Henri Rousseau (1844 – 1910), despite being nicknamed The Customs Officer and not leaving France, painted numerous pictures of a jungle setting. And of all of them the first was this one en titled Surprise dated in 1891. A work that is currently preserved in the National Gallery of London.
Henri Rousseau Surprise
And what was he inspired to paint all that exuberant vegetation? Well, on the one hand, it is known that he liked to discover the stories that the French soldiers made after their return from Mexican lands, to which they had come in military support of the failed Emperor Maximilian. Although those memories were not the only data that inspired Rousseau. It is also known that he was a regular visitor to theJardin des Plantes de Paris, where there was a good display of tropical vegetation. Just as it is possible that he sometimes visited the Parisian zoo where he could see live tigers. Although it is not ruled out that it was based more on the orientalist and exotic paintings starring this type of animal that Delacroix had painted, who made various canvases representing the big cats of other lands, such as in The Hunt of the lion.
The truth is that in the environmentpost-impressionistin which he developed his workThe Customs Officerany artistic proposal could be possible. The preceding movement of Impressionismhad opened the ban for all kinds of roads. Which itself were the basis of the future vanguards in the first decades of the 20th century. However, the path chosen by Henri Rousseau was exceptional, unique, for this type of court painting naïf and absolutely uninhibited, it had no continuation.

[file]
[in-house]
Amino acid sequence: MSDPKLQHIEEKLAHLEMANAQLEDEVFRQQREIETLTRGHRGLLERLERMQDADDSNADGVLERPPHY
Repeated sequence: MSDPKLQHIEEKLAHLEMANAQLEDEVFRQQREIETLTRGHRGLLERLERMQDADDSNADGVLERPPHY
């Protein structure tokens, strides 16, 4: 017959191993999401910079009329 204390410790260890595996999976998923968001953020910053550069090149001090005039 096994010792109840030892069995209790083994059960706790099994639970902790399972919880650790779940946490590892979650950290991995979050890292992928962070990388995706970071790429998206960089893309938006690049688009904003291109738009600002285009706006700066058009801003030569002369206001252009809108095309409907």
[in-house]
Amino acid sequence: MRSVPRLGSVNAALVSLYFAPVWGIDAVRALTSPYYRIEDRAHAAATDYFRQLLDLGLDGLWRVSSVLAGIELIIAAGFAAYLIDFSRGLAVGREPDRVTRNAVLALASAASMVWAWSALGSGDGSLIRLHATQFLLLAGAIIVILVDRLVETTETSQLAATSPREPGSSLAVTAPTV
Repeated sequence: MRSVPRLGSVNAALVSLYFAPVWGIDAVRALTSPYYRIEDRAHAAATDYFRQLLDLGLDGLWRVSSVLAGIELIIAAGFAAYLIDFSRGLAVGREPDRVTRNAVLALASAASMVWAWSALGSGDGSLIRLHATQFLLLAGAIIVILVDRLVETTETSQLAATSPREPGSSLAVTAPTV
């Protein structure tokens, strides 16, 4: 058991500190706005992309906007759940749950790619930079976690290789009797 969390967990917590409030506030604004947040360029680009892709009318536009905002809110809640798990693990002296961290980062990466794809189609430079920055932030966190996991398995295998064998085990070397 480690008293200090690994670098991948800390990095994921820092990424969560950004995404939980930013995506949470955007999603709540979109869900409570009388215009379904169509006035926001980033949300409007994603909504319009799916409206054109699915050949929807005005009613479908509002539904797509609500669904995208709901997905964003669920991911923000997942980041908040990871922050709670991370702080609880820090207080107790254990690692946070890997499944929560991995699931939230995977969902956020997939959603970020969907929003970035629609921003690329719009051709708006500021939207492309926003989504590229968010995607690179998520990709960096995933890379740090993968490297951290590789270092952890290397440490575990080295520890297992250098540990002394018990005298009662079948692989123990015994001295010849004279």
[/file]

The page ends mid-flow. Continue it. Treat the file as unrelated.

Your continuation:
That uniqueness, both thematic and, above all, formal, perhaps explains the title of the painting, which was sure to cause a real surprise among viewers and even among other artists when it was exhibited in 1891 at the Salón de los Independientes. moment. The surprise was so great that the truth is that Rousseau did not paint a painting like this again, with a tropical setting, until a decade later when he produced his masterpiece: The Dream.
The truth is that we are dealing with an absolutely unclassifiable painter. A character who did not make any painting until he was forty years old, nor had he shown interest in it, and who had no training in art. He had always been a member of the customs administration. But one fine day he began to paint and pictures like this one came out. Which were amazing at the time. For some they were real rubbish, and for others jewels in which his primitiveness and his color stood out. The debate still continues today and this dichotomy continues to exist when it comes to judging his output, but the fact is that he is aPost-Impressionist painterpresent in top-tier museums around the world.